Magi Merlin’s scorching rap turn and 4 more songs you need to hear this week



Each week, CBC Music producers come together to spotlight the best new Canadian tracks.

This week we got addicted to new songs from:

  • Mages Merlin.
  • Anomaly feat. Masego.
  • Joan Inc.
  • Castle of the Wolf.
  • Zach Zoya feat. Soran.

Scroll down to find out why you need to hear them too.

What new Canadian tunes are you currently obsessed with? Share them with us on Twitter @CBCMusic.

Tune into CBC Music Mornings every Thursday to hear CBC Music’s Jess Huddleston and Saroja Coehlo reveal which of these tracks is the most notable new Canadian song.

‘Free Grillz’, Magi Merlin

Montreal singer Magi Merlin is unashamed and shameless on her new single, “Free Grillz.” It’s her first time writing a rap song – and it works for her. The cold delivery of scorching lines like “Sweet female dogs always got me pulling rank, yo” and “Licking boots still won’t make you famous” is contrasted by a sultry hook that shows off the range of her voice. Against a sparse mix of techno snares, plundering basses and fiery drums, Merlin’s message hits hard: she’s not one to get dirty. There’s an effortless freshness to the video, as she hurtles down underground streets on the back of a motorbike or stands in the middle of the road spitting her damn bars. In the second half of the video, she has a boring date that prompts her to find a way to entertain herself – naturally, she starts a tumultuous mosh pit. — Kelsey Adams

‘Memory Leaves’, Anomaly feat. Masego

Montrealer Anomalie (jazz musician and producer Nicolas Dupuis) ​​has been building up to the April 29 release of his new feature film, Gallery, with a series of fascinating singles, including a breathtaking cover of “Come Running to Me” by Herbie Hancock. For the latest of these, Anomaly collaborates with R&B heavyweight Masego, a like-minded musician who raps two verses. “I found an amazing creative partner,” Anomaly said in a Press release. “I’m still very inspired by that session and the way the track came together.” The song is a magnificent meditation on the nomadic lifestyle of touring musicians, with endlessly inventive percussion, delightful piano compositions and added electronics. Fans of Robert Glasper Experiment and Ezra Collective: don’t sleep on Anomalie. — Robert Rowat

“Contortionists”, Jane Inc.

“At first I thought I was making a record about time,” Carlyn Bezic of Jane Inc. recently said in a press release, “but I was actually making a record about how, in times of anxiety intense, you live in the past, present and future at the same time. A million moments existing at once, real and imagined.” Bezic talks extensively about his upcoming second album as Jane Inc., titled Faster than I can take (out April 22 via Telephone Explosion), but the quote pretty much applies to the album’s first single, “Contortionists.” “The laws of time have changed / Months pass minutes, hours feel like days,” Bezic sings over a metronomic synth beat. The song, too, morphs over time, accelerating into a double-time beat in its second half as Dorothea Paas’ backing vocals remind listeners to inhale and exhale. “Contortionists” unfolds in a disco-inspired dance-pop meditation, never providing a solution so much as it focuses on grounding through breath and connection, as Bezic repeats the song’s main chorus: ” Baby, it’s me and you / Tell me you feel it too.” If meditation apps aren’t for you, Jane Inc.’s music offers a hypnotic alternative. — Melody Lau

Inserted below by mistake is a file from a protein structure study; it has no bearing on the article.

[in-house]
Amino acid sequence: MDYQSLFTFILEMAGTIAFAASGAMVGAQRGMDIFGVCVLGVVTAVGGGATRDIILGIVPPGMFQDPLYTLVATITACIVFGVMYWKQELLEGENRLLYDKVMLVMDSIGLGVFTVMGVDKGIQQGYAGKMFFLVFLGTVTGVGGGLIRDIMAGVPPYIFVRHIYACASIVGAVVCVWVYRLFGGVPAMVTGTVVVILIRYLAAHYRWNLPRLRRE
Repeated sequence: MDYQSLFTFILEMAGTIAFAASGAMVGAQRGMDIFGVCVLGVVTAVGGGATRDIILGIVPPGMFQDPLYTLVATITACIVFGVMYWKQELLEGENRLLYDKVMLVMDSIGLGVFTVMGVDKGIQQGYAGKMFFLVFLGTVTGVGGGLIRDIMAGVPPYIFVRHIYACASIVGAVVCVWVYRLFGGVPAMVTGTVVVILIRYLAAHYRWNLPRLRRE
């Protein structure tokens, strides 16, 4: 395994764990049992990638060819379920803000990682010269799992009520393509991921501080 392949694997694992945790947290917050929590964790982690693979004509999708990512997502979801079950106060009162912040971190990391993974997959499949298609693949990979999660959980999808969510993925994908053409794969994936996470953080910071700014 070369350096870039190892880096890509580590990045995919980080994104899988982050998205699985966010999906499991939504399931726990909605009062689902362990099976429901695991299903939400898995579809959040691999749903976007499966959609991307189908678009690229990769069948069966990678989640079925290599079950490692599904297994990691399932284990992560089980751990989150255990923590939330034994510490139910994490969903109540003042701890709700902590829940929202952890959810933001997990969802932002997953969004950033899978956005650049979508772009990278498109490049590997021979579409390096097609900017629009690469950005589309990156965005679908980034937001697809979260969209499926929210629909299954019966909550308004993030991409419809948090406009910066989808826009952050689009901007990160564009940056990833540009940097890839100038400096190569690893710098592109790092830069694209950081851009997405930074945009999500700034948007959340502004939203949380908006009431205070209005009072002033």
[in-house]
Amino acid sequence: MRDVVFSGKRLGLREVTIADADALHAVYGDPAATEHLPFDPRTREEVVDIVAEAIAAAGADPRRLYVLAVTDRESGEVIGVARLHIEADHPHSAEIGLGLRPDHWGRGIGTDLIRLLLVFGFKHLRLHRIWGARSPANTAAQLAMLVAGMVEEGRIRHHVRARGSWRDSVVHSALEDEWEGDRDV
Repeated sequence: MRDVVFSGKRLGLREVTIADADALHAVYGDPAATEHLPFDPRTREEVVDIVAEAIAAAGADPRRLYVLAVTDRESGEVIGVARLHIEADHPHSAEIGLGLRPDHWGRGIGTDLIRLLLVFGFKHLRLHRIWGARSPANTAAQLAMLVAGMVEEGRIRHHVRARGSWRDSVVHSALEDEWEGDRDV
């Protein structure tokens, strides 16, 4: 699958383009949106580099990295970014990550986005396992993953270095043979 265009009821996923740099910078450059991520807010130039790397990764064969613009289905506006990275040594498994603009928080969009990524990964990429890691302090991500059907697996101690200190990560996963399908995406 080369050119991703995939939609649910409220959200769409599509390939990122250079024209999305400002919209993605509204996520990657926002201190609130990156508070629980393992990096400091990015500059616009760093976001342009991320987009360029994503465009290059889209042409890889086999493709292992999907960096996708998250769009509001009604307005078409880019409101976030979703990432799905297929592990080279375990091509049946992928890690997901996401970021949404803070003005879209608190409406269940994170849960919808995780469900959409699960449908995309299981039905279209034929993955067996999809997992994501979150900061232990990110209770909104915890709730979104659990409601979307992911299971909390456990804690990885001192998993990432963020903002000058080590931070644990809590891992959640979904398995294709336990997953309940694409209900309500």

‘Light Up’, Wolf Castle

Last week was a big one for Wolf Castle: First Nation MC Pabineau landed two East Coast Music Award nominations (for Indigenous Artist of the Year and Rap/Hip-Hop Recording of the Year) , and released a classy new video for the opening track of his 2021 album, Leonardo da Vinci’s investigation. “Get Lit,” which we’ve included in our list of the most underrated songs of 2021, is a cinematic song that gets corresponding treatment from director Jeff Miller, as Wolf Castle raps about reversing the script about who takes the throne – while playing a modest castle. (He’s also wearing a gorgeous ensemble from the Halifax designer Maggie Jaynesimilar to the one worn by Klô Pelgag in her Juno Performance 2021.) With this video for “Get Lit”, Wolf Castle more than figuratively claims his place as one of this country’s most promising young rappers. —Holly Gordon

“Strangers in the house”, feat Zach Zoya. soran

“Soran and I have been making music every other day since the pandemic began, and his house has become something of a musical sanctuary,” Montreal rapper/singer-songwriter Zach Zoya says via press release, describing the symbiosis which gave birth to their new single “Strangers at home”. The mid-tempo pop/R&B song not only works because of their contrasting vocal styles – Zoya’s delivery has bite as he sings the chorus, while Soran uses a velvet tone for his sung rap – but also the restrained production, consisting mostly of bass and drums, which maintains the emphasis on the song’s intimate, confessional tone. “We wanted the listener to feel like they were on the couch, living the moment with us,” Zoya explains. From March 16, Zoya joins Charlotte Cardin for eight Quebec dates during his North American tour. Soran begins a cross-country tour May 26. — RR

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